That “Government has no business being in Business” is a well referenced quip that gives the notion of a tight division of Politics and the Economy into two different blocs. Continue reading



NM IMAGE“…INEC has announced that I, Muhammadu Buhari, shall be your next president. My team and I shall faithfully serve you. There shall no longer be a RULING PARTY again: APC will be your GOVERNING PARTY…”

– Excerpt from President Buhari’s  Acceptance Speech after receiving the INEC Certificate of Return.


It is a fact that the name you call a thing repeatedly and unrelentingly has a way of shaping its reality and performance. Call a brilliant chap a dullard repeatedly- in the absence of a positively opposing affirmation- and you are sure to see this reflected in his academic performance. Continue reading


THE POLITICAL ECONOMY OUR DEMOCRACY (2): The Imperative of Running a Truly Federal Republic (c)

A Federalist’s Panacea

To return Nigeria to the path of peace, productivity and prosperity is not hard; neither is it rocket science. It only requires a leadership that is nationalist, sincere, and foresighted enough to care about the well-being, security, and prosperity of Nigeria and her citizens.

Making a return to that path would necessarily involve doing the following: Continue reading


THE POLITICAL ECONOMY OUR DEMOCRACY (2): The Imperative of Running a Truly Federal Republic (b)


The Veracity of a Claim

Truly, in name and by reference, Nigeria is a “Federal Republic”. Section 2(1) of the 1999 Constitution (as amended) says so.

But how ‘Federal’ is a state where the union is more the product of coercion or the mechanical drawing of borders than of a voluntary coming together, arising from shared need and mutual respect? Continue reading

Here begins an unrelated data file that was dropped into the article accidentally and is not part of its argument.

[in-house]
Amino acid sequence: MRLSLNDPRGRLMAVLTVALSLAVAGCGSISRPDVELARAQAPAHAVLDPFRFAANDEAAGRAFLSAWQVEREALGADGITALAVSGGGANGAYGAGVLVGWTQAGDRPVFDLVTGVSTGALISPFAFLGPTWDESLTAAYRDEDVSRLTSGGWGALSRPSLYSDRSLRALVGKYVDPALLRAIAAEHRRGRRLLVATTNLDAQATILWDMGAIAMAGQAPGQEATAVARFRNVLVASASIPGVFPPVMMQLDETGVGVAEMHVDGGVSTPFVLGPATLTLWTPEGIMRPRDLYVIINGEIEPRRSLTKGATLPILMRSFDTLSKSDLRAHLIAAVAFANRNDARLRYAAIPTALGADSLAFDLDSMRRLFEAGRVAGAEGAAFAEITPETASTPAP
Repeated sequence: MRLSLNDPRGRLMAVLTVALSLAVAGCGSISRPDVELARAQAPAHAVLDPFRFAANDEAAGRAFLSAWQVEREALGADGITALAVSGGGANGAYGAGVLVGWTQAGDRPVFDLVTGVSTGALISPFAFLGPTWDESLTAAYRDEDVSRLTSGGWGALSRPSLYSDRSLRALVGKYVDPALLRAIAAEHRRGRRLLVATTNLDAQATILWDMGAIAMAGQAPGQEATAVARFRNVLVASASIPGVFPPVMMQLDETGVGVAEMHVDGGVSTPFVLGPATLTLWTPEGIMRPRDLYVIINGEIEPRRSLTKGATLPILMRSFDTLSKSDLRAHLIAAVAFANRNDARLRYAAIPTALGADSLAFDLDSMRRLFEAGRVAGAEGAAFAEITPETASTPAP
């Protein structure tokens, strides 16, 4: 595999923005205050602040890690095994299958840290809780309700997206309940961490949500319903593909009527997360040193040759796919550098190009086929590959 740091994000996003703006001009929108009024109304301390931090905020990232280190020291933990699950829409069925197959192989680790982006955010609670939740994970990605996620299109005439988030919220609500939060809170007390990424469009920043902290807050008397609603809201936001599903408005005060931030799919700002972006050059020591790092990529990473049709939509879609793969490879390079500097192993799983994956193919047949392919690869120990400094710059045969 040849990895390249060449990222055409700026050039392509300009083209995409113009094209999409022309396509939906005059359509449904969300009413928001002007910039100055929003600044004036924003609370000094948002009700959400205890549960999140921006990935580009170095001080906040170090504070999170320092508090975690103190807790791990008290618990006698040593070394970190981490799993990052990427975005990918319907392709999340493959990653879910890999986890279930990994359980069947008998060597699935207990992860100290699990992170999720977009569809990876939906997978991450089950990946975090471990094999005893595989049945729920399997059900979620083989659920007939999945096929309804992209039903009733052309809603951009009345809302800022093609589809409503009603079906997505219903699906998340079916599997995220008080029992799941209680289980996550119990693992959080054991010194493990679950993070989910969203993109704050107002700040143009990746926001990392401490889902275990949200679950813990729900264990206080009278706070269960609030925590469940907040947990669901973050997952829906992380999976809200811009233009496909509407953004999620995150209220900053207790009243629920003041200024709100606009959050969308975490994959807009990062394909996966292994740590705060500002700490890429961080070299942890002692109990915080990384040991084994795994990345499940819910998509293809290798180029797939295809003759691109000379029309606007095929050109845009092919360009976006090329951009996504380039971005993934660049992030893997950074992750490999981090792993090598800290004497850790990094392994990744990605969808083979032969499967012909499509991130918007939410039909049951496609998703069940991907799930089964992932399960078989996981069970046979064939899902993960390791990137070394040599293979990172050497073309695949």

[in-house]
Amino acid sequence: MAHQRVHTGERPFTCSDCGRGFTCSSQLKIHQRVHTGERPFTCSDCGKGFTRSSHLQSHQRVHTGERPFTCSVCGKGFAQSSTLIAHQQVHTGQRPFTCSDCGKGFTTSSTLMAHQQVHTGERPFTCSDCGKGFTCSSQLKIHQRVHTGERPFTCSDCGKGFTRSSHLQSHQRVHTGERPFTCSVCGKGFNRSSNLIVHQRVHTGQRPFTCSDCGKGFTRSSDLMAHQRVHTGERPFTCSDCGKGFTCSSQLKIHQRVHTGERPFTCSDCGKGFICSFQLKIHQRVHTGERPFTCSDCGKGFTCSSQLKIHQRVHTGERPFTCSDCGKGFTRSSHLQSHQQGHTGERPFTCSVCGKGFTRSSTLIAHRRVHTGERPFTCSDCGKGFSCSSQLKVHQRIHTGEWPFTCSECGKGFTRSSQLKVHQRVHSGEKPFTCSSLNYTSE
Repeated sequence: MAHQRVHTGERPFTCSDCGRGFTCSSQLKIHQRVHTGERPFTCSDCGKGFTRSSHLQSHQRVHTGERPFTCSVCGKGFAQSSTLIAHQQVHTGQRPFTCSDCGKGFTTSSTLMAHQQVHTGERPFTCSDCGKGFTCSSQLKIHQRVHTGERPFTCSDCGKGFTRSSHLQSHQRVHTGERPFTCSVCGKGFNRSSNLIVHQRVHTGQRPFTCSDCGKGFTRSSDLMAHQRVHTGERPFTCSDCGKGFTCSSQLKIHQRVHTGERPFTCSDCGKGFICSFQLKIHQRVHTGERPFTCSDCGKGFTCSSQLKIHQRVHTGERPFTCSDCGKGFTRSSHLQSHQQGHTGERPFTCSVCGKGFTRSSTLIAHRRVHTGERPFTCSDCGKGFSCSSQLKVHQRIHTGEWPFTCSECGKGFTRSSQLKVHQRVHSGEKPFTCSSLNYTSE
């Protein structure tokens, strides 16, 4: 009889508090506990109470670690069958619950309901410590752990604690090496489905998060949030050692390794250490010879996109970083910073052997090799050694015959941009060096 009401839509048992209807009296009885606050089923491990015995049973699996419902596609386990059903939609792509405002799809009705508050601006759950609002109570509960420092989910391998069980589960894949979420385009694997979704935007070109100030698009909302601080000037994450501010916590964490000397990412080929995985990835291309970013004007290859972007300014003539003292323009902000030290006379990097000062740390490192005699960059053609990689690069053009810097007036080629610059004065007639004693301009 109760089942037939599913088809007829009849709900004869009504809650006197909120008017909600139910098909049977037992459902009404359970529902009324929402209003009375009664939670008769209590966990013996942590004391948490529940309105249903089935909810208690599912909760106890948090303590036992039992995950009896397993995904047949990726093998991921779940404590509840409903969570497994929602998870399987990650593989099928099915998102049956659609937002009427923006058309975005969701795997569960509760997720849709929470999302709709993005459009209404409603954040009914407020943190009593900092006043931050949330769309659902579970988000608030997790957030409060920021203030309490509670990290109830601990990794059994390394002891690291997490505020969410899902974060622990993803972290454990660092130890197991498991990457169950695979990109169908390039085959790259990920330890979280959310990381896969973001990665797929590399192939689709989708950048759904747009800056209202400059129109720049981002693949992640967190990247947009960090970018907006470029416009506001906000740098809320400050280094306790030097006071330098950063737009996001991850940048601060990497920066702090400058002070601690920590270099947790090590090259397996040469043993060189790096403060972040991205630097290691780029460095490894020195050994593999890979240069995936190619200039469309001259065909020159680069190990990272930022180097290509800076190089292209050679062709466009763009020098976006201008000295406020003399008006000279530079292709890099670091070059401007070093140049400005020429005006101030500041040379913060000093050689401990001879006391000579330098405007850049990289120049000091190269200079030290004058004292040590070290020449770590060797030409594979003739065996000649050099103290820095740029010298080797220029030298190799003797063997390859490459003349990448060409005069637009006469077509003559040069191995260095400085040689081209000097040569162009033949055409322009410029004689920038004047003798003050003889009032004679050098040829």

THE POLITICAL ECONOMY OUR DEMOCRACY (2): The Imperative of Running a Truly Federal Republic (a)

“The essential nature of federalism is to be sought not in the shading of legal and constitutional terminology, but in the forces- economic, social, political, cultural- that have made the outward forms of federalism necessary… The essence of federalism lies not in the constitutional or institutional structure, but in the society itself…”William Livingstone in “Federalism and Constitutional Change.”




While Part 1 of this article successfully established the fact that the interplay that exists among the tripod of human civilization is best demonstrated in a democracy, as a form of government; Part 2 sets out to show that Federalism-when practised in its true and utilitarian sense- is the structure of government best suited for making democracy a vehicle for Nigeria’s all-round development.

The concept of Federalism is a much discussed one; and there are as many definitions of it as there are authorities. This is indicative of its fluid and nebulous nature, easily yielding to the perspective or background of the commentator at the particular time.

But to be spared the labour of sifting through pages of definitions, we refer to the informed position of William Livingstone in his ‘Federalism and Constitutional Change’, as quoted above. He also maintained- and agreeably so- that, “…The essence of federalism lies not in the constitutional or institutional structure, but in the society itself…”

It is these essential elements that necessitate the operation of federalism, which are visibly present in the Nigerian society today, that form the core of this present discourse.

The Fundamentals

At this juncture, two questions are apposite:

  1. What is Federalism?
  2. What is the nature of the Nigerian Society?

Simply defined, Federalism refers to the structure of government that shares powers between a national government and other state or regional governments in such a manner that both levels of government are each within a sphere co-ordinate and independent.